His office of foreign and domestic executive reminds one of the U. S. Presidency. And Like our statue of Liberty, his proclamation inviting all strangers to come and share equal privileges with the natives, was “Come hither all you people,” setting up a commonwealth “for all nations.” And he was the first that divided the commonwealth into three distinct ranks, the noblemen, the husbandmen and the artificers, in an “exact equality” in which the nobles, holding the magistracies, teach and dispense the laws, excelling in honor, while the husbanders, of “nature’s riches from expense,” excel in wealth, and the craftsmen in numbers. For the first time, the craftsmen are included in the regime, and this is part of why it is so much fun when the craftsmen in A Midsummer Night’s Dream produce a play for the wedding of Theseus.
I would cherish an Ox coin from the coinage of Theseus, at Athens perhaps around 1100 B.C. This stuff is quite real, and may be the origins of our political liberty and a part of our constitution in the broader sense of the word. NPR was just talking about the later Coin with a leaping dolphin, from the story of Arion in Herodotus, and Athens also had an owl coin, probable because Athena has to do with wisdom.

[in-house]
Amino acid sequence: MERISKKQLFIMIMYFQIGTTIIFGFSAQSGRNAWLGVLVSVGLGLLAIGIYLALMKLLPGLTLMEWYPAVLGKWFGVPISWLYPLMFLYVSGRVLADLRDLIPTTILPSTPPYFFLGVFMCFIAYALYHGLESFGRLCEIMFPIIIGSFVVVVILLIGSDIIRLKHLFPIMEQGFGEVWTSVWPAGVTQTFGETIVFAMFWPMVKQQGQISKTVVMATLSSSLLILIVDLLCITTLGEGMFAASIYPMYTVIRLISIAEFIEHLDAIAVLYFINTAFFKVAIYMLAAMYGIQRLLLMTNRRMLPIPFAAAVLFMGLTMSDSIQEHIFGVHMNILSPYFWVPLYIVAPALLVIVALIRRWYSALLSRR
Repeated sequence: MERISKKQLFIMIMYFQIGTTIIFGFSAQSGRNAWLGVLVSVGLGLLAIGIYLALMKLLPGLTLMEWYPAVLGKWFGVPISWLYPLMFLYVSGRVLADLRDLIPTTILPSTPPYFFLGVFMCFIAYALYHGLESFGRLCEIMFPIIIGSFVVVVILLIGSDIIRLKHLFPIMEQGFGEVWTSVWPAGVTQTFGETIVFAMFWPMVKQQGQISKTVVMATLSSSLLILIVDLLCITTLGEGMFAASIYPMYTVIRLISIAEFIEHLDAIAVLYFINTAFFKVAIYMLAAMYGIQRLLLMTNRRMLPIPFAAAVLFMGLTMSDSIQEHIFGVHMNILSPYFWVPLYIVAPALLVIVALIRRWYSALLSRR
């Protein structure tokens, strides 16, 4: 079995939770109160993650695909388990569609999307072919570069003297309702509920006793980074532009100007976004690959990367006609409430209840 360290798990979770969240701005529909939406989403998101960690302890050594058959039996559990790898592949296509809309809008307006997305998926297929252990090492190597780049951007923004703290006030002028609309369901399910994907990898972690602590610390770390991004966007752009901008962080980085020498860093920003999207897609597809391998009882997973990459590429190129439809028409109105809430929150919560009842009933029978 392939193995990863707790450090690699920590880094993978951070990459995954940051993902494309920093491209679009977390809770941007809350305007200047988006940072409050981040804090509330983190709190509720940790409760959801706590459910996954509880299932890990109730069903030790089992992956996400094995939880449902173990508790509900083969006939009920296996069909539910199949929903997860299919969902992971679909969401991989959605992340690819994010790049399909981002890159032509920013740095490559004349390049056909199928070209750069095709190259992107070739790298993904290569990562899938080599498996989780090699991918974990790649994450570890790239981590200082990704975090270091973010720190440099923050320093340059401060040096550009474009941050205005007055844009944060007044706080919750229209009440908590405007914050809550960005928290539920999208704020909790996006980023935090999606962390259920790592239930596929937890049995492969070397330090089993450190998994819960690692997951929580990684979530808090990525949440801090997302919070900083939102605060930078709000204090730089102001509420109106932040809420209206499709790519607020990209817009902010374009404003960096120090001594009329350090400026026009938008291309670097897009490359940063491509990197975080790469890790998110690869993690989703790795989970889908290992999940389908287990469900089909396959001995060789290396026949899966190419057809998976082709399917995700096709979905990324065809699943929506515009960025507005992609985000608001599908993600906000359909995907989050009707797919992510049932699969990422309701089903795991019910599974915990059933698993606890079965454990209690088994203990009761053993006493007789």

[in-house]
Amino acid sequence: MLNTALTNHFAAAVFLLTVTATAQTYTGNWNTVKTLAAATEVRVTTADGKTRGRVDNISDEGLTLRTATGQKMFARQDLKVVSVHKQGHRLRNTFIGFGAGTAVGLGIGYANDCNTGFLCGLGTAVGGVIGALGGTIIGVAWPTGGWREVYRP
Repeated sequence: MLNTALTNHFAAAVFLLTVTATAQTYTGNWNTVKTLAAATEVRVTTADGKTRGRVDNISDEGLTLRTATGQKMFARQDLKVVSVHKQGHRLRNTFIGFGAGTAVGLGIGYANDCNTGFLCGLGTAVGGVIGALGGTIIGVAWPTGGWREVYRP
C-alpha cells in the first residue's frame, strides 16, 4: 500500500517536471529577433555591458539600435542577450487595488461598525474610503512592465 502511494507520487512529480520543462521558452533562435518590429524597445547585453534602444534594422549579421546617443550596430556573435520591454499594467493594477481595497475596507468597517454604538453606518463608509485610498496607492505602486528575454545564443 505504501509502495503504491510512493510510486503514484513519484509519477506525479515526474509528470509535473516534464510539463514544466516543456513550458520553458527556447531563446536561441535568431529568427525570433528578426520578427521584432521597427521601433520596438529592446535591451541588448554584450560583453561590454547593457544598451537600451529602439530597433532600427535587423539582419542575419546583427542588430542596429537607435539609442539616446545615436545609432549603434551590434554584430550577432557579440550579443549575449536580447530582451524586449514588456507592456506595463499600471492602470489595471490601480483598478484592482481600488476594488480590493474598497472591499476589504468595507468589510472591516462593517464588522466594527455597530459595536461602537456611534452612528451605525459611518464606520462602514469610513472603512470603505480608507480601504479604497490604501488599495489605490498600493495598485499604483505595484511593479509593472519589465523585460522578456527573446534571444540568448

Theseus had a little trouble with eros, as that Fairy Queen led him all about, through a series of loves that lead him, when age fifty, to abduct the Helen of Sparta, or Lacedaemonia, before she was even married or marriageable (and long before Lycurgus legislated the Sparta of the time of Socrates, famous for her laws). Theseus might have taken the virginity of Helen, but it is likely that he stashed Helen with his mother to wait for her to grow older. This caused him to lose his office and be exiled at the end of his career, as her relatives attacked Theseus to get her back. Shakespeare shows the correction of the flaw of the Fairy Queen, and her giving up the changeling child so that reason and love might keep better company. The Amazon event and Hippolyta occurs while Theseus is president at Athens and his constitution is being established. Nalin Ranasinghe, in an essay in a recent St. John’s Review, suggests that Shakespeare has replaced the Amazon invasion that occurred on the eve of his wedding to Hippolyta, avoiding his tragic marriage to Phaedra shown in Euripides’ Hippolytus.
Hence, Theseus- in including the people and setting aside kingship, may be the greatest of all founders, and the one who most reminds of Jefferson and Washington together. In light of their legacy as statesmen and legislators, Caesar does not even compare to these Americans, though one might look to Brutus the founder of the Roman republic. Neither Alexander nor Romulus- one might easily argue- participate so fully in the royal nature, phronesis, or the fullness of the intellect. Trying to write now on Shakespeare’s A Midsummer Night’s Dream, I find him there in Plutarch, and am reminded of Barack and of the present difficulties in America, and the tradition we are faced with the possibility of bringing to an end should we forget the difference between Liberty and Tyranny.